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Computerized ‘Family’ Takes Up Residence in Luxury Net-Zero Energy House

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The Net Zero house sits on the NIST campus in Gaithersburg, Md. It was built to achieve LEED platinum standards. (NIST photo)

From the outside, the upscale look of this suburban Maryland home is typical for the Washington, D.C., area. But the inside reveals something very different. The virtual “family” inside the house is made up of state-of-the-art sensors, and the house aims to achieve net zero annual energy consumption.

Built by the U.S. government, the $2.5 million Net Zero Residential Test Facility is really an elaborate laboratory, reports Reuters. The house, which was unveiled last week, sits on the grounds of the National Institute of Standards and Technology (NIST).

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The “Nisters,” an imaginary family including two working parents, and children ages 8 and 14, are controlled by researchers camped out in a command center in the home’s detached garage. From there, scientists can use sensors and computer programs to make the residents take a shower, cook dinner, do the laundry, turn the television and computer on and off, and other everyday tasks families do that use energy.

Solar panels line the roof to generate electricity and heat water, and scales are used to gauge water use. The system uses weight to determine who’s taking a shower and how much hot water they would likely use. (The teenager, for example, might take a much longer shower than other family members.)

The 2-story, 4-bedroom, 3-bath house was funded by federal stimulus money made available through the American Recovery and Reinvestment Act of 2009, which prioritized green construction.

The project will attempt to show the public that a house that doesn’t need to look space-aged to operate on net zero energy. It will also be a testing ground for new energy-efficient technologies and environmentally friendly design standards.

“The goal of the facility is to demonstrate that over the course of a year, a home similar in size and aesthetics with all the features a family and surrounding communities would want, can achieve net zero,” said Hunter Fanney, chief of NIST’s Building Environment Lab, in a video about the project. “That is, over the course of a year, you’d have zero energy building, yet enjoy all the amenities and size of a home typical of the surrounding community.”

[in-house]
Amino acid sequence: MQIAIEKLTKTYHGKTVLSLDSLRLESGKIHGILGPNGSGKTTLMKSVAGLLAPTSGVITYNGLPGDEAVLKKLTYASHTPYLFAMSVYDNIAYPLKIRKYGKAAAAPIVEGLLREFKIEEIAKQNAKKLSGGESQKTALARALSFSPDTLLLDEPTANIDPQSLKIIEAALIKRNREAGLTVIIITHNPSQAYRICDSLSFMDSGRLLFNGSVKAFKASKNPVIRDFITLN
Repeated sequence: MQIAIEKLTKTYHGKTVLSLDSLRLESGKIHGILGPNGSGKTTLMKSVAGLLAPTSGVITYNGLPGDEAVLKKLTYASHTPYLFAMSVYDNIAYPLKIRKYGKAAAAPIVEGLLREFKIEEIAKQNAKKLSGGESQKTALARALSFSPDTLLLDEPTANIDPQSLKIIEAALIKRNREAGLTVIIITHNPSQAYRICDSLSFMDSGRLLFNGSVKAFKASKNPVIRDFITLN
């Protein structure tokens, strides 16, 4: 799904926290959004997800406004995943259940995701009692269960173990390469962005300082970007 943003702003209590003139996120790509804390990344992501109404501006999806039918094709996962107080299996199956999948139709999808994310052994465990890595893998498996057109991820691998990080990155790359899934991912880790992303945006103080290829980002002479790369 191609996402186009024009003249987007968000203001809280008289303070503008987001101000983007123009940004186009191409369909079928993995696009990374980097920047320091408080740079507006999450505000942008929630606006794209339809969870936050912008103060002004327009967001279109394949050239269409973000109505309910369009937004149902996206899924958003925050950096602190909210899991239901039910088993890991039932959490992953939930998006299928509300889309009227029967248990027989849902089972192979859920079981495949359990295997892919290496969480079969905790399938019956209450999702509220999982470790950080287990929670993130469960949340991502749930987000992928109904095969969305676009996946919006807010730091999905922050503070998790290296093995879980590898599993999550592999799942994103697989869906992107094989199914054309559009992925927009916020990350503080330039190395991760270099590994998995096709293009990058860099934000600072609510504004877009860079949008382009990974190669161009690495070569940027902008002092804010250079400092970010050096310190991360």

The home, which uses commercially available technologies, has walls and roofing with more than twice the amount of insulation found in typical homes, and geothermal heating and cooling that uses the temperature of the ground to keep the temperature inside the house comfortable.

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During its first year in operation, no humans will be allowed into the house so scientists can monitor how it performs without interference. But it will look occupied, with the lights turning on and off at pre-determined times, appliances and hot water running. The researchers have even added devices to give off heat and humidity like a person would.

While the house will use energy from the grid on days when it can’t generate enough energy of its own, officials say it will make up for that energy over the course of the year so that it has a net-zero result.

With its hardwood floors and stainless steel appliances in addition to its amazing energy efficiency, Fanney of NIST says he’d feel right at home living in this laboratory. “I’d love to live in this house,” he told CNN.